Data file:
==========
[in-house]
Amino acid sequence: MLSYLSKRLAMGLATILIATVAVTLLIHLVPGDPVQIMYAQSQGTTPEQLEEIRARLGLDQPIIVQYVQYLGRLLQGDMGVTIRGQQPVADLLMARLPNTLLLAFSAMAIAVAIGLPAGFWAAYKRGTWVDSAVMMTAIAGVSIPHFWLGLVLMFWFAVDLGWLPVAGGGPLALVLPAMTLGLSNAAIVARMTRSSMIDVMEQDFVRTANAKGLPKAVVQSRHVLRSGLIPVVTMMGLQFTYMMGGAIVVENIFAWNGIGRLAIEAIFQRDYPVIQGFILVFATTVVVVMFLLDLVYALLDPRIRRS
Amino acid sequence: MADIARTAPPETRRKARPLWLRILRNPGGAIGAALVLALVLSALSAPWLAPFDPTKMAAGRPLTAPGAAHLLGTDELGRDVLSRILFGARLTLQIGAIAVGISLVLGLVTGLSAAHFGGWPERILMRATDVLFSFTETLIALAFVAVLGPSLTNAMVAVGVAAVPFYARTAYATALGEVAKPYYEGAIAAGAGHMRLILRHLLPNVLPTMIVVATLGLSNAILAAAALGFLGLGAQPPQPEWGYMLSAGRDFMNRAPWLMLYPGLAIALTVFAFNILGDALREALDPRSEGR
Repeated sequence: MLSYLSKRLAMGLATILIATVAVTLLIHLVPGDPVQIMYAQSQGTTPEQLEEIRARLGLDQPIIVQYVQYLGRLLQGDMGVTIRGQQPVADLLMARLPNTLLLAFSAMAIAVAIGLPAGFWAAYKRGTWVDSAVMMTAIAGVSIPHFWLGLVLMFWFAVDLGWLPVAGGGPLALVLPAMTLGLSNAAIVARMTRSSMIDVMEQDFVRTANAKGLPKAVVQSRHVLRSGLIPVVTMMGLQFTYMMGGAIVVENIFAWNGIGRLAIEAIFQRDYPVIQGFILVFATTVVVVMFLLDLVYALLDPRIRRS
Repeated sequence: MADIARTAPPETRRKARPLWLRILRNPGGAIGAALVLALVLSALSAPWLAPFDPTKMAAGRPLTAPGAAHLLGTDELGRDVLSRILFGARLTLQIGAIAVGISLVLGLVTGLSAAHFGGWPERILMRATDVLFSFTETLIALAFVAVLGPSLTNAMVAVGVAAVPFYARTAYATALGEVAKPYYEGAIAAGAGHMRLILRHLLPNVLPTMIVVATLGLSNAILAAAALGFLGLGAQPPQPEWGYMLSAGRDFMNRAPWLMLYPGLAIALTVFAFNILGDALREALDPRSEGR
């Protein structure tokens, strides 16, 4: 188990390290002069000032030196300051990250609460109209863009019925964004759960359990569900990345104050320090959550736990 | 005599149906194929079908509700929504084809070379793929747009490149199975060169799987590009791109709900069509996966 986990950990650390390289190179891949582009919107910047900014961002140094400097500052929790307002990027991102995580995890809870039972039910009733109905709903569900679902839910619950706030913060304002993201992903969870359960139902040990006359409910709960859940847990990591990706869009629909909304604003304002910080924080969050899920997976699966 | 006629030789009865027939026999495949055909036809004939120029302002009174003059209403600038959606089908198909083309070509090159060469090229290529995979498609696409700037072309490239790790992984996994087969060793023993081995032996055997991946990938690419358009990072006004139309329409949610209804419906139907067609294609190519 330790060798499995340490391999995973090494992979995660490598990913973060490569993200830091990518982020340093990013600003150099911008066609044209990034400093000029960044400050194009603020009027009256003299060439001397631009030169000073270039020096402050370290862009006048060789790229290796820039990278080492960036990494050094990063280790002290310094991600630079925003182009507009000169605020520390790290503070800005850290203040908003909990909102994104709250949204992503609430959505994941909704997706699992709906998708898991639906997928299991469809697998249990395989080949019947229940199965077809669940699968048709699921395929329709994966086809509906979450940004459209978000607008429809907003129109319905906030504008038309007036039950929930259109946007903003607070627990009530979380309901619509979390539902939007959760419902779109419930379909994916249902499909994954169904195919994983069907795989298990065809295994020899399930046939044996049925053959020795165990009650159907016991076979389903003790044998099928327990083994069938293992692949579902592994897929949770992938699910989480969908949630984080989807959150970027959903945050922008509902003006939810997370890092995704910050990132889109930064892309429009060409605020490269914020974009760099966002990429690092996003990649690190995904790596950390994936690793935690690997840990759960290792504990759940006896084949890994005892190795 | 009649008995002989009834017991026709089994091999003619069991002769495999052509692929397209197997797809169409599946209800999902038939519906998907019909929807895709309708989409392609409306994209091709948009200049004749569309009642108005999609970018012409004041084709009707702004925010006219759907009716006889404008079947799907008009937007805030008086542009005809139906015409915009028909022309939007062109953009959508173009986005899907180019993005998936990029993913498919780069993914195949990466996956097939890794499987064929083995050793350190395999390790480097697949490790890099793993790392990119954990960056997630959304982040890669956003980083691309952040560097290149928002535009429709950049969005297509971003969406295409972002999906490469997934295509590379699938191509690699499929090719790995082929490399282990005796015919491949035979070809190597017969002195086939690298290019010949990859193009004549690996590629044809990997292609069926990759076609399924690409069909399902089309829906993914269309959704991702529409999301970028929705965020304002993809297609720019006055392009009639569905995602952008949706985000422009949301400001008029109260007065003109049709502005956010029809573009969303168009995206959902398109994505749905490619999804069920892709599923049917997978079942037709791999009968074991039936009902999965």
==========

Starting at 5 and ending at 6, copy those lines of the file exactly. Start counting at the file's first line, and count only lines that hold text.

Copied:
Repeated sequence: MADIARTAPPETRRKARPLWLRILRNPGGAIGAALVLALVLSALSAPWLAPFDPTKMAAGRPLTAPGAAHLLGTDELGRDVLSRILFGARLTLQIGAIAVGISLVLGLVTGLSAAHFGGWPERILMRATDVLFSFTETLIALAFVAVLGPSLTNAMVAVGVAAVPFYARTAYATALGEVAKPYYEGAIAAGAGHMRLILRHLLPNVLPTMIVVATLGLSNAILAAAALGFLGLGAQPPQPEWGYMLSAGRDFMNRAPWLMLYPGLAIALTVFAFNILGDALREALDPRSEGR
């Protein structure tokens, strides 16, 4: 188990390290002069000032030196300051990250609460109209863009019925964004759960359990569900990345104050320090959550736990 | 005599149906194929079908509700929504084809070379793929747009490149199975060169799987590009791109709900069509996966 986990950990650390390289190179891949582009919107910047900014961002140094400097500052929790307002990027991102995580995890809870039972039910009733109905709903569900679902839910619950706030913060304002993201992903969870359960139902040990006359409910709960859940847990990591990706869009629909909304604003304002910080924080969050899920997976699966 | 006629030789009865027939026999495949055909036809004939120029302002009174003059209403600038959606089908198909083309070509090159060469090229290529995979498609696409700037072309490239790790992984996994087969060793023993081995032996055997991946990938690419358009990072006004139309329409949610209804419906139907067609294609190519 330790060798499995340490391999995973090494992979995660490598990913973060490569993200830091990518982020340093990013600003150099911008066609044209990034400093000029960044400050194009603020009027009256003299060439001397631009030169000073270039020096402050370290862009006048060789790229290796820039990278080492960036990494050094990063280790002290310094991600630079925003182009507009000169605020520390790290503070800005850290203040908003909990909102994104709250949204992503609430959505994941909704997706699992709906998708898991639906997928299991469809697998249990395989080949019947229940199965077809669940699968048709699921395929329709994966086809509906979450940004459209978000607008429809907003129109319905906030504008038309007036039950929930259109946007903003607070627990009530979380309901619509979390539902939007959760419902779109419930379909994916249902499909994954169904195919994983069907795989298990065809295994020899399930046939044996049925053959020795165990009650159907016991076979389903003790044998099928327990083994069938293992692949579902592994897929949770992938699910989480969908949630984080989807959150970027959903945050922008509902003006939810997370890092995704910050990132889109930064892309429009060409605020490269914020974009760099966002990429690092996003990649690190995904790596950390994936690793935690690997840990759960290792504990759940006896084949890994005892190795 | 009649008995002989009834017991026709089994091999003619069991002769495999052509692929397209197997797809169409599946209800999902038939519906998907019909929807895709309708989409392609409306994209091709948009200049004749569309009642108005999609970018012409004041084709009707702004925010006219759907009716006889404008079947799907008009937007805030008086542009005809139906015409915009028909022309939007062109953009959508173009986005899907180019993005998936990029993913498919780069993914195949990466996956097939890794499987064929083995050793350190395999390790480097697949490790890099793993790392990119954990960056997630959304982040890669956003980083691309952040560097290149928002535009429709950049969005297509971003969406295409972002999906490469997934295509590379699938191509690699499929090719790995082929490399282990005796015919491949035979070809190597017969002195086939690298290019010949990859193009004549690996590629044809990997292609069926990759076609399924690409069909399902089309829906993914269309959704991702529409999301970028929705965020304002993809297609720019006055392009009639569905995602952008949706985000422009949301400001008029109260007065003109049709502005956010029809573009969303168009995206959902398109994505749905490619999804069920892709599923049917997978079942037709791999009968074991039936009902999965």